What we do now, together, is primarily our annual Lenten "Quiet Day." Each year one parish hosts a day of recollection on a Saturday of Lent. The other parish provides the speaker. In the past, some of the speakers that we've provided are Fr. David McKillin, OSB, of Subiaco; Fr. Christopher Shappard, OSB, (deceased) of St. Meinrad Archabbey, and Bishop J. Peter Sartain of our diocese among others. These Lenten Quiet Days have re-introduced both our congregations to the spirtualities of the Church Catholic in a pleasant day of prayer and fellowship.
We also join for Vespers on the Feast of Christ the King (Holy Redeemer's patronal feast). This vesper service has the combined choirs of both parishes. The ministers of the downtown churches are invited to take part in this, along with Fr. Allen.
At least we are doing some of the covenant. Would that it be revitalized when both our dioceses receive their new bishops.

Summer Projects

The pastor's mind (being in constant ferment) is always at work. I suppose that a brick-and-mortar (or brick-and-martyr) pastor is what I've become. From the repair of the north retaining wall, or the building of the new parking lot, or the driveway and carport for the rectory, the dirt is starting to fly.
With the bishop's blessing we bought three new properties. The first was a 100-foot square lot directly across the street from the front door of the church. This will become the new parking lot. It will be a handy access for our older people, if they look both ways before crossing the street!
Dr. Smith's house and office are purchases that round off our property on the west. The house will provide more rental income for the parish, and will, along with about half of the monthly rental income, go to pay the note for the money we borrowed from the diocese for these properties. Being a landlord has been a cash cow for the parish.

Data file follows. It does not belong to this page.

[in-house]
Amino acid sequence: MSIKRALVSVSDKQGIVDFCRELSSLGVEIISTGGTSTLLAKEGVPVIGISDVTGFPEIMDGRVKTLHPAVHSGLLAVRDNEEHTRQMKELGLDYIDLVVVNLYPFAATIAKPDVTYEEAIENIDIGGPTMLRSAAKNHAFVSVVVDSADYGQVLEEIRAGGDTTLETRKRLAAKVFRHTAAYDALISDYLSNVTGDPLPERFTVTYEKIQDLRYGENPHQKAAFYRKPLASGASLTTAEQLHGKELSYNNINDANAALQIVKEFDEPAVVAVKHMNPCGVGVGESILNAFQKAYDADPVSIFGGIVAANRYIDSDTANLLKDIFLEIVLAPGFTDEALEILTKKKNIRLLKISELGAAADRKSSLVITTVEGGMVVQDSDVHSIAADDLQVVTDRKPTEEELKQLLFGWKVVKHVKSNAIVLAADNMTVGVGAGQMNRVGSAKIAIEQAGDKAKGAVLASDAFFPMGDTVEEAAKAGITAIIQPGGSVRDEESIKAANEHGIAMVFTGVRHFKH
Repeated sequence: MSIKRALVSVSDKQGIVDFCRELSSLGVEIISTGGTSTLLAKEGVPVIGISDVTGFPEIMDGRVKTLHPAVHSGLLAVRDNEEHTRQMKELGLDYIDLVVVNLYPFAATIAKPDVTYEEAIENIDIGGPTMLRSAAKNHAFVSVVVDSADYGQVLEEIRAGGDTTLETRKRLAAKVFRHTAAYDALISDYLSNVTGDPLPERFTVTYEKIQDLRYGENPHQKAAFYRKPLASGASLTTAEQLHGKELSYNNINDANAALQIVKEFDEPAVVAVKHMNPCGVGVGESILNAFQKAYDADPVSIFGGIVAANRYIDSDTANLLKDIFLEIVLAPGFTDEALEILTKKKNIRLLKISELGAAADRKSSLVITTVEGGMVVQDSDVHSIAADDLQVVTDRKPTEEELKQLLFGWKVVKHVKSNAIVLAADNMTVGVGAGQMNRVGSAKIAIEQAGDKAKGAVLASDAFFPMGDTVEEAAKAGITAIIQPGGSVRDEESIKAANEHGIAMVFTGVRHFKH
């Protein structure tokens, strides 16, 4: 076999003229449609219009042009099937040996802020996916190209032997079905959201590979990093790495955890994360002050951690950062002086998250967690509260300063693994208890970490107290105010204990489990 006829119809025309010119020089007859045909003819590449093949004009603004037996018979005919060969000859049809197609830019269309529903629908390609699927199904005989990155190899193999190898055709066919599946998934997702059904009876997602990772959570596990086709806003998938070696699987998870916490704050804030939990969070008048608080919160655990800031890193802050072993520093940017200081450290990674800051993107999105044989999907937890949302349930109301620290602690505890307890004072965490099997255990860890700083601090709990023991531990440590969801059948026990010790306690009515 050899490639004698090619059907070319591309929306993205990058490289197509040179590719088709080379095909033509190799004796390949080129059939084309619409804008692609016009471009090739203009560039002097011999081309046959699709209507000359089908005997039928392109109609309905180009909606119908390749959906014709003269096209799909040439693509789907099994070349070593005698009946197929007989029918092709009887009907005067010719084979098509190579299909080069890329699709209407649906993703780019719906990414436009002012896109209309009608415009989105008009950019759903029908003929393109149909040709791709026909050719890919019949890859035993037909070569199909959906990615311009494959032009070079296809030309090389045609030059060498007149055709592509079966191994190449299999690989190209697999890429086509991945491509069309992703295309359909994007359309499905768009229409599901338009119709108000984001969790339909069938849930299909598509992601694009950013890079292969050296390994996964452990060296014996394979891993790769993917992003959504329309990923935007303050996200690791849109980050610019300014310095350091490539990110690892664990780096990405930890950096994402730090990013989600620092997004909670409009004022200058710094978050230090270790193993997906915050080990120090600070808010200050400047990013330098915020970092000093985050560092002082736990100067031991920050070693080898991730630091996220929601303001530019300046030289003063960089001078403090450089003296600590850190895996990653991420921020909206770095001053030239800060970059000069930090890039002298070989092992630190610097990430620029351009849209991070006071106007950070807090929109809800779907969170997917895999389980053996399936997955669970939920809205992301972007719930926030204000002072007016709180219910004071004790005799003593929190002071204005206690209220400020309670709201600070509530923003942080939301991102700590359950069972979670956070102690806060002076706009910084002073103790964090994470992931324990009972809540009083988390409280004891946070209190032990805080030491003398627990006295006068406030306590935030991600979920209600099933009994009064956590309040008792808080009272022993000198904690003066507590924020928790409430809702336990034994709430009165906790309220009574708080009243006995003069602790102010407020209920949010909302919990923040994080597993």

But how many souls are being saved?

New Administrator

While our diocese is saddened by the transferral of our bishop, J. Peter Sartain, to Joliet, IL, we are happy that the priest-consultors have chosen Msgr. Gaston Hebert to be our administrators during the sede vacante period. Msgr. Hebert was the former vicar general of our diocese under Bishop Andrew J. McDonald. Let us pray for Msgr. Hebert as he takes up these duties.
Of course, we have no idea how long he will hold this office, since we have no idea when a new bishop will be appointed to Litle Rock. We need to pray for the inspiration of the Holy Spirit in that process.

Friday, June 30, 2006

Getting back to blogging

It's been since the end of December last that I've added any blogs. Busy and lazy, I guess. With the summer, I've decided to get back into it.
This summer we have a seminarian from the diocese of Little Rock staying with us. Jason Sharbaugh will be in the seminary in St. Meinrad this fall. He is a former student of mine from Subiaco back in the early '90's. It's good to have someone other than the old pastor around. I'm surprised that the diocese let him stay with a monk. I promise not to try to snatch this sheep to the monastery. That's not where he is, anyway.
The choir is on vacation for the summer, although they seem to think that their vacation begins on Low Sunday, some of them, anyway.
The heat is tremendous down here. In the high nineties every day. My water bill is going to be high because of my gardens' needs.
I will get back into this blog, I promise.